The SCA dismissed the appeal by Bredenkamp and others against a judgment of the highcourt. The appellants had sought an order preventing the Standard bank of closing their accounts with the Bank. The high court had dismissed the application. It was accepted that the Bank had, in terms of its contract with the appellants and in terms of the common law the right to close the accounts with reasonable notice. However, the appellants contended that the closing was unfair because it was unlikely that they would be able to obtain other banking facilities. They relied on a Constitutional Court (CC) judgment of the case of Barkhuizen v Napier 2007 5 SA 323 (CC) for the proposition that a party is not entitled to use its contractual rights if it would be unfair to the other party. The court held that the appellants had misconstrued the CC judgment and, in any event, the closing of the accounts was not unfair under the circumstances of the case.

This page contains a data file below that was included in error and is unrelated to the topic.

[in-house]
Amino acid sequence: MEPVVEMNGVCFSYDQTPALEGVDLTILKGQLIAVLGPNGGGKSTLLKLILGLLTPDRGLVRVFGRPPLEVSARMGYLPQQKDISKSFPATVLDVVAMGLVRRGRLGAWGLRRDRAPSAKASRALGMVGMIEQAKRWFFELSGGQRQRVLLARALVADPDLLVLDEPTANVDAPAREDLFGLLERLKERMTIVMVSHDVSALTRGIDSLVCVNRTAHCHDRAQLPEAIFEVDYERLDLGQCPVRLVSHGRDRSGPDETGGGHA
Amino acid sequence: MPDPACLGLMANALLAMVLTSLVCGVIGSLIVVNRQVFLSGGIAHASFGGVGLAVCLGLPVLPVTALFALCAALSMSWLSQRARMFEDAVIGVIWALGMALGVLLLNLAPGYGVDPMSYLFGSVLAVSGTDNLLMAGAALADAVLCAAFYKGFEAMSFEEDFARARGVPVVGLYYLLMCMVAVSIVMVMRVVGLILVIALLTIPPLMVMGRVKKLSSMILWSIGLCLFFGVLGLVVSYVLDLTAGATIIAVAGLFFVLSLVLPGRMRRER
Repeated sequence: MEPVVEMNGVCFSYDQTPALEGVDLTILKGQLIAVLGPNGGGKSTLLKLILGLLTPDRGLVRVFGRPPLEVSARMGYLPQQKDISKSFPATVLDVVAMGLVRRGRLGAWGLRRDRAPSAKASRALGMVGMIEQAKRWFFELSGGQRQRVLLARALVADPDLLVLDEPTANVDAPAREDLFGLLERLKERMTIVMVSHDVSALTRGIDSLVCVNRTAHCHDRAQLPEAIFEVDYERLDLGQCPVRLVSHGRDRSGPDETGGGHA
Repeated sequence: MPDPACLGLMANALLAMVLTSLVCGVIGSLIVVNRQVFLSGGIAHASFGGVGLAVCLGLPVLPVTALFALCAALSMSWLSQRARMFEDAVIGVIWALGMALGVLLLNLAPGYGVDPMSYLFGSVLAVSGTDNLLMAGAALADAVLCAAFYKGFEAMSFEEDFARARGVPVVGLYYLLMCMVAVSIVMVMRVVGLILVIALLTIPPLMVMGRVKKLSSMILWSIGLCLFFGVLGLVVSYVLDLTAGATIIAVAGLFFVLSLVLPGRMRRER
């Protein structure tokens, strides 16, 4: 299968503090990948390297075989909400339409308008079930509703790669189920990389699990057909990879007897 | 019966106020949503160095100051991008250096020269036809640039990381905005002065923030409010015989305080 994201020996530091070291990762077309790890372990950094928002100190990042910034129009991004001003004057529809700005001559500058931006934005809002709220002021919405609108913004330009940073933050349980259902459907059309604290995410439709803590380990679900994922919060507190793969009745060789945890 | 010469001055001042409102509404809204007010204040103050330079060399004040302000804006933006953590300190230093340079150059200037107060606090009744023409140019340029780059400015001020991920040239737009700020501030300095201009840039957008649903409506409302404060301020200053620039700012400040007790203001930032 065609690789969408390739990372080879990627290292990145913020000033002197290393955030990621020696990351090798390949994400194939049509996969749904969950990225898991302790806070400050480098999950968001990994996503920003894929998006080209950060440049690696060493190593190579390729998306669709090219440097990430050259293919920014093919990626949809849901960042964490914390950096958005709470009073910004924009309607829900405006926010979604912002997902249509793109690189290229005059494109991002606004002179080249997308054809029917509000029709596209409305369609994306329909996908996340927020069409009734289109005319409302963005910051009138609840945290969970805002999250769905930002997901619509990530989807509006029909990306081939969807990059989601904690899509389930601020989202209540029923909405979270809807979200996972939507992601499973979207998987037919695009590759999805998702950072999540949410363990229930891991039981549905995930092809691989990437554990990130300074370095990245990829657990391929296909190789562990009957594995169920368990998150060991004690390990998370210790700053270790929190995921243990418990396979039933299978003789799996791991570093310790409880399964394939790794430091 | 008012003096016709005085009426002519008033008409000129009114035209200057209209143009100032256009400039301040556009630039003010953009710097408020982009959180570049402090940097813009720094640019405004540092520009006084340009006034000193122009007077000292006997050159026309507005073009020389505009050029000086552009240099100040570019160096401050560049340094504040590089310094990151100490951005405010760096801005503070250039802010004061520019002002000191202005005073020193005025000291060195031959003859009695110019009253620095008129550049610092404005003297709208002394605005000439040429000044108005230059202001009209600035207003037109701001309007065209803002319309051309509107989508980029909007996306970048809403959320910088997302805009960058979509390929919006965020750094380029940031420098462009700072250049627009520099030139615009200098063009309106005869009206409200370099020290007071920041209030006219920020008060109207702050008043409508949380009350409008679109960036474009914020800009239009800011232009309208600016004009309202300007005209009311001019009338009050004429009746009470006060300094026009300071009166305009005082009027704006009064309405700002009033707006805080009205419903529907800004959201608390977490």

The banks were correct in closing their accounts with the Gupta family, as we can establish from the Bredenkamp case the banks can unilaterally terminate their contracts with a customer. The said banks are merely complying with the national and international regulations of which, if they decide to neglect will amount to be illegal action by the banks. The Gupta family failed to prove that the closing of their accounts by the banks will result in them being unbanked, as that would be a strong reason for the banks not to terminate their contract with the said family.